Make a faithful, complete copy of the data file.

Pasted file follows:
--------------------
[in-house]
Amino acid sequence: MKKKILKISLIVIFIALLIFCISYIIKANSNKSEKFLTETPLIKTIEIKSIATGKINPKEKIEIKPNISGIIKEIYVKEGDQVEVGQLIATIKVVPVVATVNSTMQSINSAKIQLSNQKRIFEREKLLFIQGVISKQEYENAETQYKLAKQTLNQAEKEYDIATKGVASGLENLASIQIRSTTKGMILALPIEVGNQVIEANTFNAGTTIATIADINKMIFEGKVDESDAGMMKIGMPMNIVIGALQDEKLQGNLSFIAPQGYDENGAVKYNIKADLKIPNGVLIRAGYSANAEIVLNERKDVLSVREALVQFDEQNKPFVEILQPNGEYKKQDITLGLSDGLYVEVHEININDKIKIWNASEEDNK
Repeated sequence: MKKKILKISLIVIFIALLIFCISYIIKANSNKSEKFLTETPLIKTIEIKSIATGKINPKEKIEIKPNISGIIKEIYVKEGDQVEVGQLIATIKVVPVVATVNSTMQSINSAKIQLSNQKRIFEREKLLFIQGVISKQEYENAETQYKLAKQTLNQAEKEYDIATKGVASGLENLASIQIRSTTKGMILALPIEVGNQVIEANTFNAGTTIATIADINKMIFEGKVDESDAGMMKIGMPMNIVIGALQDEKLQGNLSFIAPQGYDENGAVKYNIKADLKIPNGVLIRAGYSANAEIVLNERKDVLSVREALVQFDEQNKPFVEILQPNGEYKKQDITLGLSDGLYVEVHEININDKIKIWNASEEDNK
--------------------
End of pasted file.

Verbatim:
[in-house]
Amino acid sequence: MKKKILKISLIVIFIALLIFCISYIIKANSNKSEKFLTETPLIKTIEIKSIATGKINPKEKIEIKPNISGIIKEIYVKEGDQVEVGQLIATIKVVPVVATVNSTMQSINSAKIQLSNQKRIFEREKLLFIQGVISKQEYENAETQYKLAKQTLNQAEKEYDIATKGVASGLENLASIQIRSTTKGMILALPIEVGNQVIEANTFNAGTTIATIADINKMIFEGKVDESDAGMMKIGMPMNIVIGALQDEKLQGNLSFIAPQGYDENGAVKYNIKADLKIPNGVLIRAGYSANAEIVLNERKDVLSVREALVQFDEQNKPFVEILQPNGEYKKQDITLGLSDGLYVEVHEININDKIKIWNASEEDNK
Repeated sequence: MKKKILKISLIVIFIALLIFCISYIIKANSNKSEKFLTETPLIKTIEIKSIATGKINPKEKIEIKPNISGIIKEIYVKEGDQVEVGQLIATIKVVPVVATVNSTMQSINSAKIQLSNQKRIFEREKLLFIQGVISKQEYENAETQYKLAKQTLNQAEKEYDIATKGVASGLENLASIQIRSTTKGMILALPIEVGNQVIEANTFNAGTTIATIADINKMIFEGKVDESDAGMMKIGMPMNIVIGALQDEKLQGNLSFIAPQGYDENGAVKYNIKADLKIPNGVLIRAGYSANAEIVLNERKDVLSVREALVQFDEQNKPFVEILQPNGEYKKQDITLGLSDGLYVEVHEININDKIKIWNASEEDNK